First posted on Washington Post In Faith blog, August 7
"The law is a ass"
So spoke Mr. Bumble in Charles Dickens’ Oliver Twist. The sometimes humorous jab at lawyers hit home August 4, when Federal Judge Vaughn Walker overturned California’s Proposition 8 that had defined marriage as a union of one man and one woman.
The decision called California citizens’ decision to define marriage as “irrational,” which suggests that their decision was absurd and beyond the pale. What’s really irrational is the judge’s dismissal of marriage between a man and a woman – the basic bedrock of our society – as if it were some kookie idea. What’s irrational is his ignoring the will of the people with real life experience of marriage, who have voted down gay marriage not only in California, but throughout the United States whenever legalization of gay marriage has been put to a vote. These votes did not take place in pockets of conservatism. Fourteen years ago, the U.S. House of Representatives voted 342-67, and the Senate voted 85-14, to accept the traditional definition of marriage in the Defense of Marriage Act (DOMA).
What is even more irrational is the judge’s dismissal of the U.S. Constitution’s First Amendment and Freedom of Religion with these damning words: “Religious beliefs that gay and lesbian relationships are sinful or inferior to heterosexual relationships harm gays and lesbians.”
The judge’s placing religion and government at odds amounts to Constitutional irrationality. It is no small irony that his anti-religious position is enshrined in a ruling deemed to oppose bigotry. The U.S. Constitution guarantees citizens freedom for religion. That precludes government from weighing in on the “acceptability” of religious beliefs.
Judge Walker, in his decision, backed his bigotry with errors, including the misstatement that the “Catholic Church views homosexuality as sinful.” The fact is, the Catholic Church sees homosexuality as a condition, an inclination in a person, something not intrinsically sinful. The church calls for pastoral support, not condemnation, for people with this inclination. The Catholic Church makes clear that it is homosexual activities it deems sinful, because it holds that all sexual activity belongs within marriage between a man and a woman. At the same time the Catholic Church opposes all unjust discrimination against gays and lesbians and abhors violence against them.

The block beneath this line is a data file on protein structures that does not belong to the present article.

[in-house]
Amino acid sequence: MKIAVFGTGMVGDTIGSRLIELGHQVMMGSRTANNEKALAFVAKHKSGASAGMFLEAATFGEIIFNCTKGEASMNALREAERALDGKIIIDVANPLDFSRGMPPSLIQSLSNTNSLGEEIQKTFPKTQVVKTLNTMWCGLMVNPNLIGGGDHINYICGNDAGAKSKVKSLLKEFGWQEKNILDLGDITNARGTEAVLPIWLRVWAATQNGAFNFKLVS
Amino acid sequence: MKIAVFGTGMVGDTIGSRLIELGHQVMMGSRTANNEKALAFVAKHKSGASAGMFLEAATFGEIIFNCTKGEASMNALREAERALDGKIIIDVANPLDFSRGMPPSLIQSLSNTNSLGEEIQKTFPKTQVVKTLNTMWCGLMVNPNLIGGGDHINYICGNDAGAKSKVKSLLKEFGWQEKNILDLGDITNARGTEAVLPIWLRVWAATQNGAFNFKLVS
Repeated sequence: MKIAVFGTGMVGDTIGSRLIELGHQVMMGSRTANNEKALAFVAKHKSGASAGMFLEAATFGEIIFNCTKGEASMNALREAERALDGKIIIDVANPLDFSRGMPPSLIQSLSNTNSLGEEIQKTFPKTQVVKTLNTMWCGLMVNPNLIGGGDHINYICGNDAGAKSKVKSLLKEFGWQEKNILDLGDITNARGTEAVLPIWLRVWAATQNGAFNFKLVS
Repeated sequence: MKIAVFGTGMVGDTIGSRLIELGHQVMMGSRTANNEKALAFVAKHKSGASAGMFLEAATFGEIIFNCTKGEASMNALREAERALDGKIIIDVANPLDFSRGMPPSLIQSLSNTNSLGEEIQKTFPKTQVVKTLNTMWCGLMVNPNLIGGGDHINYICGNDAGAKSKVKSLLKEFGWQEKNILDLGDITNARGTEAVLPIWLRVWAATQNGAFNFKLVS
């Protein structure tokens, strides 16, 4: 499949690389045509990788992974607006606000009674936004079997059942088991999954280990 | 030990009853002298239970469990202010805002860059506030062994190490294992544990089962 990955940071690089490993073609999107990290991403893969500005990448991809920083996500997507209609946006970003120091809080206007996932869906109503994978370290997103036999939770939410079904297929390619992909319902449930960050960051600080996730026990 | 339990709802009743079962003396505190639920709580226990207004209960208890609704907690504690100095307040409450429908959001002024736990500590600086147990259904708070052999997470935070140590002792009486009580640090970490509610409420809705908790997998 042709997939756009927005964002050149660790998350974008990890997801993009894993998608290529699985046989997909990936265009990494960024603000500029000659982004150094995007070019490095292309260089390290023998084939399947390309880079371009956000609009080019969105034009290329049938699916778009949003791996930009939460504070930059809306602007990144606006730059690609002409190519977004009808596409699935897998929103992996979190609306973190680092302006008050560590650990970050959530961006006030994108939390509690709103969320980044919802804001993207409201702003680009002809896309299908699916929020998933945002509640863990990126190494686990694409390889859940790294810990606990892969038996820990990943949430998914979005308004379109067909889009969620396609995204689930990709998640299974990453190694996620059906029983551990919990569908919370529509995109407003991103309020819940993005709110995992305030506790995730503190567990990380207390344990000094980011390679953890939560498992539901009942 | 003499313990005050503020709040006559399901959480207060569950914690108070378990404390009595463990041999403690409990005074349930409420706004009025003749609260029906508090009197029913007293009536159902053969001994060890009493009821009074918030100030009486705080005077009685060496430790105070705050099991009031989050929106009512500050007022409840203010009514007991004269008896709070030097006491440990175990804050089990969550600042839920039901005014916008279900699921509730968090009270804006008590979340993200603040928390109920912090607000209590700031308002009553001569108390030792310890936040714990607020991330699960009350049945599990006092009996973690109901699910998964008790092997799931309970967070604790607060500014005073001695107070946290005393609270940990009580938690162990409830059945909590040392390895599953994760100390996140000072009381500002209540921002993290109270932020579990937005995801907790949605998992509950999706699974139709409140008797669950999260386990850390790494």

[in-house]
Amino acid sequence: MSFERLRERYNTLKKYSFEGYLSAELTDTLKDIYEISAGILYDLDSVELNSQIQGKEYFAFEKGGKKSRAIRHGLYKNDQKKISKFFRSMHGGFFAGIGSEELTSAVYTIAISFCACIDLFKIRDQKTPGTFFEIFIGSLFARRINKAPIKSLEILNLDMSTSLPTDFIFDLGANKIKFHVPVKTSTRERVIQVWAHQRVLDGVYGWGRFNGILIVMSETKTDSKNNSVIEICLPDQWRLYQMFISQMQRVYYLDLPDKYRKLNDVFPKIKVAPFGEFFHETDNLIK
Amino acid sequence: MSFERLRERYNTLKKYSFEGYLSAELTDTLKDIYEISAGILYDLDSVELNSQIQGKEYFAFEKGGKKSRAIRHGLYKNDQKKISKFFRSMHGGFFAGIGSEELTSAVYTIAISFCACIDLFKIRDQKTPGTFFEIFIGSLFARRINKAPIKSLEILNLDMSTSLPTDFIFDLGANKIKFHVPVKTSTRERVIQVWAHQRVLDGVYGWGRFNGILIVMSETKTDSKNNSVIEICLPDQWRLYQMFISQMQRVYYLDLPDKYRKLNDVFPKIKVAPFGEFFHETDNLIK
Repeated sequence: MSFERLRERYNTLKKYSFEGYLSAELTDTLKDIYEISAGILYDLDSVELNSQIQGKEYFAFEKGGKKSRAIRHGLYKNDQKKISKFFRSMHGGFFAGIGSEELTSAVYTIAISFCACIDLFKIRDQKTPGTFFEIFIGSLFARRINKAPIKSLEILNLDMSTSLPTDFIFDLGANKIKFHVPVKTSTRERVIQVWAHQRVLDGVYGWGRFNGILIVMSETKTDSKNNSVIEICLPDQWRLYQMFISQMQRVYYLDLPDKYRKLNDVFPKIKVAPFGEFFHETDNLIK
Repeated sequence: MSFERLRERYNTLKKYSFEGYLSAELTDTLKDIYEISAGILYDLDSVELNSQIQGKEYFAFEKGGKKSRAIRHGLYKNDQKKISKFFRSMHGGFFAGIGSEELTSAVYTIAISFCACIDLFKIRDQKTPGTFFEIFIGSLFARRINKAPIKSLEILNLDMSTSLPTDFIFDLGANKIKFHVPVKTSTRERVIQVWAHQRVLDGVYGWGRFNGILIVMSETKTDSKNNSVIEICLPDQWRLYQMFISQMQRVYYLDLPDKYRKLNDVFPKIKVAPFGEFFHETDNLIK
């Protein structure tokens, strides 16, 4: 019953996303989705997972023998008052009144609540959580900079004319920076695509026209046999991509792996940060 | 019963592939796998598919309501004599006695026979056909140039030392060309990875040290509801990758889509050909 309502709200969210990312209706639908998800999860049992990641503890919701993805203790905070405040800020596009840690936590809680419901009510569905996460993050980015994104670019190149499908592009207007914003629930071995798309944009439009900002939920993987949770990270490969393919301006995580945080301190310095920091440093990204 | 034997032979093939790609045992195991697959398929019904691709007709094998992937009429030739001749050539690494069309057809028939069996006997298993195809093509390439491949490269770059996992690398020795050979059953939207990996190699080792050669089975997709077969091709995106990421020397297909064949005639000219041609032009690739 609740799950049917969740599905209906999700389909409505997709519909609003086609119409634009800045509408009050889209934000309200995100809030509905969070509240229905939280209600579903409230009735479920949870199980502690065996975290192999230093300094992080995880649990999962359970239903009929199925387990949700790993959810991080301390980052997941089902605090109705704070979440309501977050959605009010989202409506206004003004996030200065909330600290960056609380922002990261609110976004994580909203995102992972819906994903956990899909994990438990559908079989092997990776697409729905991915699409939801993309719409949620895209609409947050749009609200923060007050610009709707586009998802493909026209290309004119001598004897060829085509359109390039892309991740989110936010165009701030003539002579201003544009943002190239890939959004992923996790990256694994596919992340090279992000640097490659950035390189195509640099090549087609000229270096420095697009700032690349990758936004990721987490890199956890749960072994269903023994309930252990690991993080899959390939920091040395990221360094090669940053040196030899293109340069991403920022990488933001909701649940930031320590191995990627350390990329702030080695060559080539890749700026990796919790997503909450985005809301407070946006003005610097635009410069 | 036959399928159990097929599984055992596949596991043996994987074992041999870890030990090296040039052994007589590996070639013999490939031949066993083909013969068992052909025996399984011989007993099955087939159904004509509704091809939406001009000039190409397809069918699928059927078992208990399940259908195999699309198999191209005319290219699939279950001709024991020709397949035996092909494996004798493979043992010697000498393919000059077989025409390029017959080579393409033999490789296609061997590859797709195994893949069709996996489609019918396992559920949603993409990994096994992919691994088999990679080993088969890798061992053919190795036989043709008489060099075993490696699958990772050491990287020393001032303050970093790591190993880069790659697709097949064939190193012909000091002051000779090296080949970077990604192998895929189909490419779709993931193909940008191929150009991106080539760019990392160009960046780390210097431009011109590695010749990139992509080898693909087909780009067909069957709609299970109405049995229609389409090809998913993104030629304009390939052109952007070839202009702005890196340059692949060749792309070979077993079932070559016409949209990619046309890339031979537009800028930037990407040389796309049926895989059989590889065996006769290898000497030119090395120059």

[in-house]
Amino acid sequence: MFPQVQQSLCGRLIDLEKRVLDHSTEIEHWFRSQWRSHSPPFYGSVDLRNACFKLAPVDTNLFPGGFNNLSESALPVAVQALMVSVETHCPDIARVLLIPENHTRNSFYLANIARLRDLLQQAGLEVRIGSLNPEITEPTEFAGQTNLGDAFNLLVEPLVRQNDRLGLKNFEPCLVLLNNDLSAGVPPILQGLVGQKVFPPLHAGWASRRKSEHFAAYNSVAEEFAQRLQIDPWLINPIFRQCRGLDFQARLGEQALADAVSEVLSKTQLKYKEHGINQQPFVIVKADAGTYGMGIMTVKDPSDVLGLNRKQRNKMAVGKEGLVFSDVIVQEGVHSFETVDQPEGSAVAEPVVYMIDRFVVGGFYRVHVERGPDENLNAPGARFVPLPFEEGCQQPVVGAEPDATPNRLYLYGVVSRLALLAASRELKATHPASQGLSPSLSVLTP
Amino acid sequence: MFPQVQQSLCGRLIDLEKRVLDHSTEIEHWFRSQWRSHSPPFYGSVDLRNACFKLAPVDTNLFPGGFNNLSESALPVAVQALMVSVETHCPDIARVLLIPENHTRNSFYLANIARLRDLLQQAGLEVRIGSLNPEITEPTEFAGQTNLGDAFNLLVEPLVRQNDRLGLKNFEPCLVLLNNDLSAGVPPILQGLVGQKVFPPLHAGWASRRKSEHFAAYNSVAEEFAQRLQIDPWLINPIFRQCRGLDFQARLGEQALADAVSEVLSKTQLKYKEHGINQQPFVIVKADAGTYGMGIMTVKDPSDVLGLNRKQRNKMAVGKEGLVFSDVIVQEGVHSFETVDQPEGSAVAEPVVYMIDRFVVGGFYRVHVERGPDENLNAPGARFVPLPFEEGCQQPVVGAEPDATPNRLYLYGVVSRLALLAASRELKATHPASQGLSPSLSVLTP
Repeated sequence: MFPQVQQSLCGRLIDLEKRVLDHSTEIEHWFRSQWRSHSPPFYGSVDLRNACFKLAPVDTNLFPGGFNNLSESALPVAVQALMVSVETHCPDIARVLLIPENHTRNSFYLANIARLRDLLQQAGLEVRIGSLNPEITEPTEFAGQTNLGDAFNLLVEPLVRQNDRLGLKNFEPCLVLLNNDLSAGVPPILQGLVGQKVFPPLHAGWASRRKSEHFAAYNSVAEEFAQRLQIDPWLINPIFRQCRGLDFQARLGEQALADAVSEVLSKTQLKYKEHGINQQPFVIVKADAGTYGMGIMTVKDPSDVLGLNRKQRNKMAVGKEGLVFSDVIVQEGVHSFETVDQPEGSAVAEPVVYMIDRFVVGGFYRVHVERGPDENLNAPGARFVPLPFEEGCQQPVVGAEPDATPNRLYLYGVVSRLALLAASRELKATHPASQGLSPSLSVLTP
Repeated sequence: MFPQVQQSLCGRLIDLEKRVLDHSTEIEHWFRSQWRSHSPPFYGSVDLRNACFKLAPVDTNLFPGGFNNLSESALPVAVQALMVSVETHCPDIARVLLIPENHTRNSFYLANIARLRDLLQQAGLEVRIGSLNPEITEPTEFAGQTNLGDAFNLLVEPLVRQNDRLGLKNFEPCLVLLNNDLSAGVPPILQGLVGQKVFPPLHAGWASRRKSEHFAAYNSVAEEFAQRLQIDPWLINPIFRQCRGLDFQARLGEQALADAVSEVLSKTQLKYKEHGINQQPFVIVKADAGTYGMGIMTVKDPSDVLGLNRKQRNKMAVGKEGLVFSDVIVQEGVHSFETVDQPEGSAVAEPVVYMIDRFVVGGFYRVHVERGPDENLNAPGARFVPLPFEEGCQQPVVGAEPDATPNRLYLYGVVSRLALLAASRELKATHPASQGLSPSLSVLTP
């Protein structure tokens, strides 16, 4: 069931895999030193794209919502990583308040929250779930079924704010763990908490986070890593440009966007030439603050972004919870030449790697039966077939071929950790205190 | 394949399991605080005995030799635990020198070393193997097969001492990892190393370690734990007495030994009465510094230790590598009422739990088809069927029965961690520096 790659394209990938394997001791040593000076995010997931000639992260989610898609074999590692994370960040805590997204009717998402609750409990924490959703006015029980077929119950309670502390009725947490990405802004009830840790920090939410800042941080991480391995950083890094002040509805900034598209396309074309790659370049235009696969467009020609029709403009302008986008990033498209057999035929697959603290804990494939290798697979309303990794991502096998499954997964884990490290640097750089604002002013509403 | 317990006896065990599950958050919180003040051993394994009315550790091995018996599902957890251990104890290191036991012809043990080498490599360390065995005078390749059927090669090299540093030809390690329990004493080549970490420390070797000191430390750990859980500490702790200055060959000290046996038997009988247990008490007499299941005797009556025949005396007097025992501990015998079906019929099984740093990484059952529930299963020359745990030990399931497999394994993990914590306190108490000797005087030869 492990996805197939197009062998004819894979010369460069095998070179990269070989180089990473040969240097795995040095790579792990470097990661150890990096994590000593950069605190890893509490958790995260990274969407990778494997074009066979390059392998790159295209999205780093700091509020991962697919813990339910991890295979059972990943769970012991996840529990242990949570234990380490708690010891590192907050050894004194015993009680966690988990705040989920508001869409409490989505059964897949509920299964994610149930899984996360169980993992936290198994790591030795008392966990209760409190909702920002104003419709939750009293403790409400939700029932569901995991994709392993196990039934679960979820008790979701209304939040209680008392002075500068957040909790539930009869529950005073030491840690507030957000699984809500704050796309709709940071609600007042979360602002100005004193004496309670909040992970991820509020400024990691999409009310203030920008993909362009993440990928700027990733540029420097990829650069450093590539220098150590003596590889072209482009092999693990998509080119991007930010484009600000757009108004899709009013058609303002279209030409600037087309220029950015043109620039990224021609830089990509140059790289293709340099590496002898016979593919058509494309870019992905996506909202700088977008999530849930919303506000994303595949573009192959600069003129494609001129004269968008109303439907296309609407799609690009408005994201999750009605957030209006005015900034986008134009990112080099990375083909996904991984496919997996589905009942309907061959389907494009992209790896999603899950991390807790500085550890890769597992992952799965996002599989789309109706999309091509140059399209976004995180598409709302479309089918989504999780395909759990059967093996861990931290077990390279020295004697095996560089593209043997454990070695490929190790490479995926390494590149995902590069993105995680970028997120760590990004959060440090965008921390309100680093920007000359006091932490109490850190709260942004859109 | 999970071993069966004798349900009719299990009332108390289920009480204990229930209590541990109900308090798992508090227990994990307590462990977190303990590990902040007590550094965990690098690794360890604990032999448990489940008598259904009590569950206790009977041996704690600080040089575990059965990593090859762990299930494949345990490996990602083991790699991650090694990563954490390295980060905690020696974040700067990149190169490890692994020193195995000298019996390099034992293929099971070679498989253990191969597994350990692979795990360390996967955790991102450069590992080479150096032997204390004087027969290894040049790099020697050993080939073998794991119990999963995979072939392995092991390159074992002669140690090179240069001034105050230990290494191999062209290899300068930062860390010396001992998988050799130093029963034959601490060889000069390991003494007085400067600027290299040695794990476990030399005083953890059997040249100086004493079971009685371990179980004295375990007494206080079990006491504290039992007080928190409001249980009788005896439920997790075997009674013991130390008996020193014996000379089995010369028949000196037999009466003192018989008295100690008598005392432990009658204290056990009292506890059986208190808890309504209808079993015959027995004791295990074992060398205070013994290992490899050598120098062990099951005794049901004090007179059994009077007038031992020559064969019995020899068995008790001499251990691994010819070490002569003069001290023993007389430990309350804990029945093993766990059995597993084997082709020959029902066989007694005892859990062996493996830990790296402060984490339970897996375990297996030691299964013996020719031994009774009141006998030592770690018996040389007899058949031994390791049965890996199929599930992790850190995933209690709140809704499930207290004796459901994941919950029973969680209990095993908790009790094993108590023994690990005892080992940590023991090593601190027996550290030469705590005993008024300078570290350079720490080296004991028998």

The Catholic Church also holds that marriage is a unique institution with a privileged place because it is foundational to the good of society. The church is not alone in holding that a family headed by a mother and a father is the optimal place in which to raise a child. Judge Walker begs to differ, however, and says with grand aplomb that research that supports the contrary view “is accepted beyond serious debate in the field of developmental psychology.” If there’s ever been a statement open to debate it’s that one.
Judge Walker devoted three pages of his decision to make his case for the bigotry of religion, an insult to the tens of millions of religious people in the nation. This is not to deny that some people act despicably and portray their bigotry against gays as religious expression. So too do those who spew anti-immigrant, anti-woman, and anti-whatever sentiments. They’re an unfortunate result of our human condition that lets the morally weak, even morally decrepit, walk among us. Bigoted people are an unfortunate result but not a reason to upend the U.S. Constitution.
Archbishop Joseph Kurtz, chairman of the U.S. bishops’ Ad Hoc Committee for the Defense of Marriage, was spot on when he declared that “marriage is more fundamental and essential to the well being of society than perhaps any other institution. It is simply unimaginable that the court could claim a conflict between marriage and the Constitution.”
On August 4, 2010, Judge Walker proved Dickens was right. The law is a ass.